Risk Factors for Obstructive Sleep Apnea (OSA)
The primary risk factor for OSA is excessive weight gain. The accumulation of fat on the sides of the upper airway causes it to become narrow and predisposed to closure when the muscles relax.
Age is another prominent risk factor. Loss of muscle mass is a common consequence of the aging process. If muscle mass decreases in the airway, it may be replaced with fat, leaving the airway narrow and soft. Men have a greater risk for OSA because male hormones can cause structural changes in the upper airway.
Other predisposing factors associated with OSA include:
- Anatomic abnormalities, such as a receding chin
- Enlarged tonsils and adenoids, the main causes of OSA in children
- Family history of OSA, although no genetic inheritance pattern has been proven
- Medical conditions like hypothyroidism, acromegaly, amyloidosis, vocal cord paralysis, post-polio syndrome, neuromuscular disorders, Marfan's syndrome, and Down syndrome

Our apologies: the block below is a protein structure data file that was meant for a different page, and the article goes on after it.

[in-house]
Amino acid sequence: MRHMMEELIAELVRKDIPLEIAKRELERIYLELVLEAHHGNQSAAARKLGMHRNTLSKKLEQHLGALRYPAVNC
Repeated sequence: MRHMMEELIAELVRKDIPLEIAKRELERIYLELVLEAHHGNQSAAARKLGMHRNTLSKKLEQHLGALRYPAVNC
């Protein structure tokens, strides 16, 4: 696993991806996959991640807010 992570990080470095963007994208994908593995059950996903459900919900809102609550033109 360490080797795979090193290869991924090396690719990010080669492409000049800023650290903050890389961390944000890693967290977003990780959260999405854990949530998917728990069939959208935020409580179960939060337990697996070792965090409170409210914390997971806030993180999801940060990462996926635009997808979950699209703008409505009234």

- Nasal congestion
- Smoking (can cause inflammation, swelling, and narrowing of the upper airway)
- Use of alcohol and sedative drugs, which relax the musculature in the surrounding upper airway
Studies have shown that the risk for obstructive sleep apnea is higher in patients who have recently experienced a heart attack. Some physicians recommend OSA screening in heart attack patients.
According to an article from our sister publication, Diabetes Focus Winter 2012 issue, sleep apnea appears to worsen during the winter months. Since this condition can boost your risk of heart attack, talk with your doctor if you:
- nod off frequently during the day;
- wake up often with a dry mouth or sore throat; or
- experience morning headaches, moodiness, irritability, depression, forgetfulness and difficulty concentrating.